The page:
Hokuli’a is not your typical private club. While the Kona coast boasts many resorts and luxury residential areas, Hokuli’a stands out due to its fundamental mission of homeowners living sustainably. The purposefully designed properties count with an agricultural easement, allowing residents to grow their own vegetation and enjoy the benefits of harvesting their food.
“My wife and I have had apple and peach trees before, but nothing like what we have here at Hokuli’a. We have learned a lot about growing fruit trees,” says Clay Thomas, a member of the club.
Even if residents don’t know how to bring their farm-inspired vision to life, they can get help from local farmers or simply follow the example of fellow residents and learn how to properly take care of their crops. Due to its location in the Kona Coffee Belt, the largest sustainable agricultural zone in the state where world-famous Kona Coffee grows, the community enjoys consistent weather all year round. This rare opportunity teaches residents to not simply eat Hawaiian produce but to practice malama ‘āina, the Hawaiian philosophy of responsibly taking care of the land. With the opportunity to build a home from the ground up, homeowners can plan how to accommodate their agricultural goals from the very beginning. As a result, coffee, mango, papaya, avocado, and jackfruit are only a few examples of trees that can be seen in the lots, where the only limit is the residents’ aspirations.
The emotional and mental benefits of working with nature are endless, and the process of seeing something grow from scratch is nurturing to the soul. In a world where people pace in front of a microwave because it takes half a minute to warm up food, patience is an underappreciated virtue. Everything has to be fast and immediate, yet, when we face the fact that a mango or an avocado tree takes years before its fruit is ready to be picked, all that is left is to appreciate the waiting.
“I very much enjoy it and am proud that we grow a lot of the fruit we like to eat. I love to spend time each week working in the trees. It is some work, but it is peaceful and a great satisfaction to see it all grow,” Clay says.
Another benefit that comes with tending to your crops is not having to run to the store as often. Fruits, vegetables, herbs, they can all be at your reach whenever you need them. The risk of your food going bad before you can eat it is minimized when you only pick what you are going to use. The rest stays in the tree until required, or you could also use the opportunity to practice aloha the way Hokuli’a does it. “After the harvest, we don’t keep all the produce,” Clay says. Everyone shares the extra produce they harvest with other members of their community, as everyone in Hokuli’a is encouraged to do. This provides an even wider variety of produce for the residents to enjoy and endless possibilities of food combinations to cook with.
And if there is any waste from their property, it is repurposed into the soil. This way, instead of banana peels, avocado pits and mango skins ending up in a trash bag, they turn into compost. Nothing is wasted.
Carrie Nicholson, Marketing Director of the Club at Hokuli’a, shares her thoughts on how people's lives improve when they understand the importance of sustainable living.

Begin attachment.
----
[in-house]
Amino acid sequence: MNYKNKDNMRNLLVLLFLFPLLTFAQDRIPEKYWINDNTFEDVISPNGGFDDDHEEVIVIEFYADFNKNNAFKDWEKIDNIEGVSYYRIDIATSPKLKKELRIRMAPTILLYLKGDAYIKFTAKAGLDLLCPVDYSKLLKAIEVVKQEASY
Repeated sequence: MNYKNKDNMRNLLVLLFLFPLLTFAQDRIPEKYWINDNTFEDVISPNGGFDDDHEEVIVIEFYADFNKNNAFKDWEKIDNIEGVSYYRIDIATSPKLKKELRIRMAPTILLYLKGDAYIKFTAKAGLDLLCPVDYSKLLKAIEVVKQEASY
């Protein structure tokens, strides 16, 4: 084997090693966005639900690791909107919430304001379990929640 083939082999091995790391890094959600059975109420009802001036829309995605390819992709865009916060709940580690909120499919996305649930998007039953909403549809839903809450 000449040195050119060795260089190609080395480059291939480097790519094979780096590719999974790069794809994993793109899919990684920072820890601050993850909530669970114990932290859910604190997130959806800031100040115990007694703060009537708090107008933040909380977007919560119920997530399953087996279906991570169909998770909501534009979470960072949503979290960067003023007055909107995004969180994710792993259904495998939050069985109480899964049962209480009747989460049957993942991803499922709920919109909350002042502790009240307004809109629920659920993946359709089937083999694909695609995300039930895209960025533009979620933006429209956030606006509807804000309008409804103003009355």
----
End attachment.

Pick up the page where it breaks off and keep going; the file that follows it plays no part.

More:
“Here in Hawai’i, sustainable living is a natural part of malama ‘āina, responsibly caring for the land and teaching our future generations to honor that practice as well. I believe we must understand the larger picture of how being more conscientious today can help shape a better future. There’s also something beautiful about teaching our owners how they can participate in having homegrown produce or coffee,” Carrie says, and any of us can do the same at home.
When asked what to tell those who feel too busy to grow their own crops, Clay shares that it does not take nearly as much time as people might think. Most of the energy spent will be at the beginning but, here in Hawai'i, once the seeds sprout, it is often very little work to encourage them to grow. Just as the Hokuli’a residents have learned to work the land as they enjoy what they receive from it, we can learn too.
“Not many luxury real estate communities around the world have this level of commitment to practicing a more eco-friendly lifestyle. Ultimately, sustainable living also helps grow together as a community,” Carrie says.
But if you do not have enough space in your backyard for a fruit tree or if all your pot plants have died over the years, hang in there. Begin with something small. Thyme, oregano, basil, and tomatoes thrive in the exceptionally rich Hawaiian soil. Papaya trees bear fruit in less than a year after they are planted. You can even repurpose your used coffee grounds as a natural bug repellent and fertilizer. The important thing is to look around and begin to appreciate the amazing opportunity that living on our island provides to live sustainably. Consider sharing any extra fruits you have with your neighbors, or make creative food recipes only with local produce, such as BBQ jackfruit tacos with mango and avocado salsa. And if you are struggling to begin this journey of malama ‘āina, do not give up. After all, every big thing starts small, and every tree starts as a seed. The reward, as residents of Hokuli’a have found, comes in the waiting.
If you want to learn more information about The Club at Hokuli’a, visit HokuliaClub.com
"Not many luxury real estate communities around the world have this level of commitment to practicing a more eco-friendly lifestyle. Ultimately, sustainable living also helps grow together as a community."